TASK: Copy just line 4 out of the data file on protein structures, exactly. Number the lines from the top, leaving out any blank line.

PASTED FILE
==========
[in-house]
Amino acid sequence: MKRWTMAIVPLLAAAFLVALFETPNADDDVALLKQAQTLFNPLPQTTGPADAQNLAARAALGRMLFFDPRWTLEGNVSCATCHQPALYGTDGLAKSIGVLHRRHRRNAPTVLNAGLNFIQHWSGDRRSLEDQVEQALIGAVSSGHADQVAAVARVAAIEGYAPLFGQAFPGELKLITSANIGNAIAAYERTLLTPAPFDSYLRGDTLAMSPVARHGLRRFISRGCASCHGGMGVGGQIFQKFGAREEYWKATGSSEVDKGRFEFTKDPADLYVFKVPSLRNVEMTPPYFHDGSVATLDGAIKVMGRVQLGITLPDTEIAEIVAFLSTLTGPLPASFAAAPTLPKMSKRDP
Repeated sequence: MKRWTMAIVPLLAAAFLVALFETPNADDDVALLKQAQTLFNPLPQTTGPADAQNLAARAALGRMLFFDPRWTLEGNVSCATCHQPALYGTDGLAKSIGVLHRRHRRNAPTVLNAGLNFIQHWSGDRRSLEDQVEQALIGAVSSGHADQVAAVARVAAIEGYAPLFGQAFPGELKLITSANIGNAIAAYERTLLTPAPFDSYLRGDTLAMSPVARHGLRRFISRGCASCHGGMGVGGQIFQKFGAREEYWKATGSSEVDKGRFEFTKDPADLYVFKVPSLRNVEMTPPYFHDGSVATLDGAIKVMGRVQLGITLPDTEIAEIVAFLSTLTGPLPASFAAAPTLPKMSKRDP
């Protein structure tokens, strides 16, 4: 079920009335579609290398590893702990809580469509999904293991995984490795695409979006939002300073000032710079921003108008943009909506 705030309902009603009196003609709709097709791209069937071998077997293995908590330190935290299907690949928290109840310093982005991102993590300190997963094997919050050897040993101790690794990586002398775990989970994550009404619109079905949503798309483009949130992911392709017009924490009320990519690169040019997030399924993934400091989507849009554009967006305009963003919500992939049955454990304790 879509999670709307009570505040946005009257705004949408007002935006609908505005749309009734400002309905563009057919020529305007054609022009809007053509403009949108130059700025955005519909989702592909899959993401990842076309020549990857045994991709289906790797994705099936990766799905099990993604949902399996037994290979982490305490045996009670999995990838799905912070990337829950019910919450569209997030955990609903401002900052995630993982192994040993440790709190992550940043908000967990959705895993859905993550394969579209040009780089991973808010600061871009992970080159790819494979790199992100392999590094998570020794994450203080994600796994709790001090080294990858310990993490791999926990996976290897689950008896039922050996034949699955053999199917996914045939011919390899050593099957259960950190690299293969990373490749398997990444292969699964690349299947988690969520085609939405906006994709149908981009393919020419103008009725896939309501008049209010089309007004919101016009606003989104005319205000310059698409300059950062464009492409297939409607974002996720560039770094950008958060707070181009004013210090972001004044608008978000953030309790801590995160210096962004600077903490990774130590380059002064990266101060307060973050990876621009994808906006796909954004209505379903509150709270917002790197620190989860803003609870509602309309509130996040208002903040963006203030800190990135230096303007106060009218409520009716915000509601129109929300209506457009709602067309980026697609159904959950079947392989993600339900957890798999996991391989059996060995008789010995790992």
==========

């Protein structure tokens, strides 16, 4: 079920009335579609290398590893702990809580469509999904293991995984490795695409979006939002300073000032710079921003108008943009909506 705030309902009603009196003609709709097709791209069937071998077997293995908590330190935290299907690949928290109840310093982005991102993590300190997963094997919050050897040993101790690794990586002398775990989970994550009404619109079905949503798309483009949130992911392709017009924490009320990519690169040019997030399924993934400091989507849009554009967006305009963003919500992939049955454990304790 879509999670709307009570505040946005009257705004949408007002935006609908505005749309009734400002309905563009057919020529305007054609022009809007053509403009949108130059700025955005519909989702592909899959993401990842076309020549990857045994991709289906790797994705099936990766799905099990993604949902399996037994290979982490305490045996009670999995990838799905912070990337829950019910919450569209997030955990609903401002900052995630993982192994040993440790709190992550940043908000967990959705895993859905993550394969579209040009780089991973808010600061871009992970080159790819494979790199992100392999590094998570020794994450203080994600796994709790001090080294990858310990993490791999926990996976290897689950008896039922050996034949699955053999199917996914045939011919390899050593099957259960950190690299293969990373490749398997990444292969699964690349299947988690969520085609939405906006994709149908981009393919020419103008009725896939309501008049209010089309007004919101016009606003989104005319205000310059698409300059950062464009492409297939409607974002996720560039770094950008958060707070181009004013210090972001004044608008978000953030309790801590995160210096962004600077903490990774130590380059002064990266101060307060973050990876621009994808906006796909954004209505379903509150709270917002790197620190989860803003609870509602309309509130996040208002903040963006203030800190990135230096303007106060009218409520009716915000509601129109929300209506457009709602067309980026697609159904959950079947392989993600339900957890798999996991391989059996060995008789010995790992």